Weight Loss Supplement Company Pruvit Bans Ads For Unauthorized Health Claims



Ads for weight loss supplement company Pruvit on the Instagram accounts of influencers Danielle Lloyd and Cheryl Johnston were banned for making unauthorized health claims and for suggesting that the product could treat illnesses.

Ads for Pruvit products, which were also seen on the Instagram accounts of Miss Ketones, a separate profile for reality TV star Lloyd, and Hey Keyto Mama, a separate profile for Johnston, drew four complaints, including one from Vale of Glamorgan Council Business Standards. , that they made health claims that were not allowed by EU or UK rules.

One complainant disputed whether an advertisement referred to a rate or amount of weight loss that was prohibited by the code, and another complained that the product claimed the product to decrease inflammation violates the rules under which food products cannot be advertised as treating, preventing or curing human disease.

A post for Pruvit with Danielle Lloyd (ASA / PA)

Vale of Glamorgan Council’s Trade Standards challenged whether R-beta-hydroxybutyrate, which they understood to be one of the ingredients, had market authorization because they believed it was an unauthorized “novel food” which was not permitted to be advertised in the UK.

Pruvit said it was a US-based company and did not operate as a UK entity, and said the advertisements under investigation were prepared by independent third-party resellers.

Pruvit said they have contacted “Miss Ketones” and Cheryl Johnston to ask them to cease being investigated and have received confirmation that they have complied with the request and that they would remove their Instagram accounts from any further advertising for Pruvit’s products.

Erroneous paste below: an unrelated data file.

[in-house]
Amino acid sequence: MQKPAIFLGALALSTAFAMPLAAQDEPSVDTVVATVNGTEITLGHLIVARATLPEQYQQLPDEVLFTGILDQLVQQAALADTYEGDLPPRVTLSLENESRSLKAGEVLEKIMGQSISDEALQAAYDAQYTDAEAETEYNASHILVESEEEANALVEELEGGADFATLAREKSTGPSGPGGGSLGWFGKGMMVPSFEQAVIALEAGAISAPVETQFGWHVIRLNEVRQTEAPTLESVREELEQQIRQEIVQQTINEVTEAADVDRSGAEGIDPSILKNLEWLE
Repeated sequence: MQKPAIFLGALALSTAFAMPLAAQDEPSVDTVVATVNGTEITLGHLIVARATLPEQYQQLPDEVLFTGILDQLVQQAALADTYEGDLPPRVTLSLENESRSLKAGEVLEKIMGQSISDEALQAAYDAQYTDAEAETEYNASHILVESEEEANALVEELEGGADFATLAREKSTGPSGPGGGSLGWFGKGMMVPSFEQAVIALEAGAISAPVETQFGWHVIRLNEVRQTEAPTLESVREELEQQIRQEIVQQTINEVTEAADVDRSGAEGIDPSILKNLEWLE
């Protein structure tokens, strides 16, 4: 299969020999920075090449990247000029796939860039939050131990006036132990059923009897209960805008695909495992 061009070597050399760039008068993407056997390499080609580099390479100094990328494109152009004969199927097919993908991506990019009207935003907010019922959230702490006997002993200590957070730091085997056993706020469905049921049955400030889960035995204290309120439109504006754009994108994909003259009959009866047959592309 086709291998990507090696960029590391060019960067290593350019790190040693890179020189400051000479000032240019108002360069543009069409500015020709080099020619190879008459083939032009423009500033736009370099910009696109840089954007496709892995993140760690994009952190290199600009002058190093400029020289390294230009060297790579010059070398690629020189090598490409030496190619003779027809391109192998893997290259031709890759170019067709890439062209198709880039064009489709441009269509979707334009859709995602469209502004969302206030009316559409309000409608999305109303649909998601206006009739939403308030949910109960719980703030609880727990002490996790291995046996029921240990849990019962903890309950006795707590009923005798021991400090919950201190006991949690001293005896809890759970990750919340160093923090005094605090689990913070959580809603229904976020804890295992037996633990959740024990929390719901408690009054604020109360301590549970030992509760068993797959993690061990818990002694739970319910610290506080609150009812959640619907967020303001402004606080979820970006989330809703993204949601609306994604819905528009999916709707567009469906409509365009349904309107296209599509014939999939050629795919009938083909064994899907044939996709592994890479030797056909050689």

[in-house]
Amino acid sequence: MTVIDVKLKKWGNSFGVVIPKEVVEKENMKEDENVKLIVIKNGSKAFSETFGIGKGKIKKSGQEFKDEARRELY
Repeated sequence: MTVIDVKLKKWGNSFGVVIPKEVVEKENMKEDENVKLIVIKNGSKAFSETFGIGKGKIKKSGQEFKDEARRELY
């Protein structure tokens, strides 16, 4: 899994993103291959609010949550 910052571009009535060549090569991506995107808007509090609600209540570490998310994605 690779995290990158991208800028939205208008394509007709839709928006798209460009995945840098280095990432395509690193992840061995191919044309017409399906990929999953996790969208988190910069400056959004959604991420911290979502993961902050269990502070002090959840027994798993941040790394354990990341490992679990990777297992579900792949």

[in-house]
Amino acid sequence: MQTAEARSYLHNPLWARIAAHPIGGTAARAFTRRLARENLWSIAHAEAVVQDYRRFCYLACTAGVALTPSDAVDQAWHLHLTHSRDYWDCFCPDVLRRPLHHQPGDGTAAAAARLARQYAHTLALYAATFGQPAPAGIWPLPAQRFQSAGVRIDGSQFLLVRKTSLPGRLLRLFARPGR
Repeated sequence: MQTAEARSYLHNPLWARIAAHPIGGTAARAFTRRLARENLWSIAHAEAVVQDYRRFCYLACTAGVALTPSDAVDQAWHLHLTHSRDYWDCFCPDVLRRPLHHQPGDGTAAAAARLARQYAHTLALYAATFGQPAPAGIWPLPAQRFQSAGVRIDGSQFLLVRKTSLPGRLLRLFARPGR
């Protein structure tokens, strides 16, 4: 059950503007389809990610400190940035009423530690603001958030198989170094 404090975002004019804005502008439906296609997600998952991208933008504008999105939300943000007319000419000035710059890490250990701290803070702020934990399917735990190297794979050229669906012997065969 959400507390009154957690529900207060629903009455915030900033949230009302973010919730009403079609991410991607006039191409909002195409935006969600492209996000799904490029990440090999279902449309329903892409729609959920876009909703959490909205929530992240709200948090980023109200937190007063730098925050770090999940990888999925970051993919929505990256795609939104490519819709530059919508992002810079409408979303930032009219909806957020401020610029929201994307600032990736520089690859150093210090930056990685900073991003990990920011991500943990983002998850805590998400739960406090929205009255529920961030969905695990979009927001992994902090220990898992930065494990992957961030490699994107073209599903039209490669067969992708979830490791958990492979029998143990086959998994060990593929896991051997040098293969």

Lloyd told the Advertising Standards Authority that she was a member of the Pruvit team and worked as a brand promoter.

She said that a claim in one of the ads that she lost five pounds in the space of 10 days was a statement of fact and that she was unaware that such claims were prohibited by the Code.

She said she was also unaware that Pruvit’s products contained the new food R-beta-hydroxybutyrate.

Lloyd said she has now removed all posts related to the investigated allegations that refer to Pruvit products in general, from Miss Ketones’ account and from her personal Instagram account.

Cheryl Johnston said she deleted the relevant posts from her personal account and from her @heykeytomama account and would no longer post any similar complaints.

The ASA said it understands that Pruvit pays its promoters directly for sales made in their affiliate stores and that they receive a commission for all sales generated by Pruvit from purchases made in their stores.

She decided that the ads should no longer appear in the offending form.

ASA said: “We have told Pruvit Ventures, ketonesupplement.co.uk, Danielle Lloyd and Cheryl Johnston not to market any Pruvit product containing R-beta-hydroxybutyrate to UK consumers until it is cleared. as a novel food.

“We also told them to ensure that any specific health claims made in their future advertising were allowed on the GB registry and met the associated terms of use; that their advertising did not refer to a rate or amount of weight loss; and that their future advertisements did not state or imply that their dietary supplements could prevent, treat, or cure human disease.



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